What if…do you think it would be possible? Hmmm. Let me think a minute. If I raise up the hutch and put a lower floor, reinforced with fence wire and 1/2 inch hardware cloth…I'll be right back.
Yep, it works. The rabbit is now happily living in a dog pen inside the house - and yes, the rabbit is housebroken! - and my 6 chickens have a 2-story mini coop with a large-ish outdoor play area that had a former life as a dog exercise pen. I am calling it a 'coop-ette', hope I invented a new word.
Look here to see the before picture of the original coop:
Sorry, this item is no longer in stock so don't be trying to buy one and make your own two-story coop-ette.
You may still be able to purchase on here:
But if you plan to use this hutch for rabbits, please know that it is made mainly of wood. Rabbits tend to chew wood. Eventually, the rabbits could chew their way out, hit the ground hopping and end up on a different blog post. It's better to use it as a coop-ette for chickens.
Here is the two story coop-ette.
If you live near Savannah, Georgia and need a very entertaining magician, here is a link to some reviews for Tembers Tales, the magician who provided the hutch and the magical rabbit. Children absolutely love Miss September. She lives in Richmond Hill, Georgia and is available for many types of events.
This is Twitch when he was small enough to fit in the magic hat. (Image from TembersTales website)
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To fully understand this blog post, you need to know that I was born and raised in Connecticut and only recently (25 years ago) relocated to the Savannah, Georgia area.
So...I responded to an item on Facebook Marketplace. Hey, if you don't already know about this, do yourself a favor and check it out in your local area. Someone in Savannah was offering cardboard barrels for $2 each. I had already known about these barrels from when I was the manager of a dry cleaning store. As long as these barrels are kept indoors, out of the weather, they can last a really long time. I had one for over 20 years. It originally contained starch but I used it to hold plastic beads for craft work.
We communicated back and forth and it was arranged that I would pick up the barrels; I brought cash money - exact change. Yep, I brought cash money, but the seller did not actually want any money. Seems like he just wanted to re-home the barrels. I'm cool with that. Together, he and I loaded 4 of the barrels into my tiny car. It was decided that I would return shortly to pick up a few more barrels. After fortifying myself with a cheeseburger and fries from the local Checkers (I gave the leftovers to the chickens), I returned and started loading more barrels into my tiny car. The man's sister arrived to offer assistance. Together, she and I loaded 4 barrels into my small car. It was a task and a half. But all the barrels are now safe and sound at my house and will soon be filled with all sorts of stuff...Perlite, Vermiculite, peat moss, rabbit pellets, chicken food, Timothy hay (that's the good stuff)...whew, the list goes on. I plan to seal and paint some of these cardboard barrels so they will last a good long time.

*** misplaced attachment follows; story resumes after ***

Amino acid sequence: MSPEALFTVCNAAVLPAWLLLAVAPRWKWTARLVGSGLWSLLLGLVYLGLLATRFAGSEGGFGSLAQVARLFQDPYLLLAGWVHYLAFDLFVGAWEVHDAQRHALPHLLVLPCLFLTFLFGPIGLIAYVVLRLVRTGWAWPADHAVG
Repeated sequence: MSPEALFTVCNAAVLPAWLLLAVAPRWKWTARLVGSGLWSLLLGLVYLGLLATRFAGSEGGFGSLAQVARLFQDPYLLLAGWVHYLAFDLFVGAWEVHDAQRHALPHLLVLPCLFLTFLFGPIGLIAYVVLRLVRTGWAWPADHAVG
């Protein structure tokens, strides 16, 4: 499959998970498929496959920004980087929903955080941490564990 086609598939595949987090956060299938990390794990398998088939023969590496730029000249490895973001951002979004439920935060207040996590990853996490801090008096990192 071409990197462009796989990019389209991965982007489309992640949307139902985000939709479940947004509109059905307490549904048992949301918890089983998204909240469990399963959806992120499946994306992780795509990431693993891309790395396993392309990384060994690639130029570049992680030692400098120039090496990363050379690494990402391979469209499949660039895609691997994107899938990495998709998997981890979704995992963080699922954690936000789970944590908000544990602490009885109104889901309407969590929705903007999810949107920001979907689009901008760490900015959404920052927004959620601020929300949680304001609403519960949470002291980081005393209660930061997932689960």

Okay, history lesson here. The family giving away the cardboard barrels arrived in America around and about the Mayflower era. A long time ago. The great-grandmother had an idea and...well, her idea has been supporting the family for four generations. Yikes!! If you want to buy some spring clips manufactured and sold by the Gibson company - totally made in America, look them up online. The company has roots in Bristol, Connecticut and the spring clips are shipped to Savannah for packaging and distribution. Just like me. I started out in Connecticut and ended up in Savannah. How cool is that?!
Here is a link to get you started. There are other sizes available.
Update Oct 20 2018
After purchasing a gallon of 'goof paint' most of the barrels are now protected with a coating of waterproofing sealer.
What's that? You say the barrels look like Hershey's Chocolate? You don't like the color? To be honest, I don't like the color either.
Neither did the customer who paid $36.98 for this gallon at Home Depot. The customer got a refund and the gallon was marked down to $9.00. Free is good, but a discount of around 75% is not bad!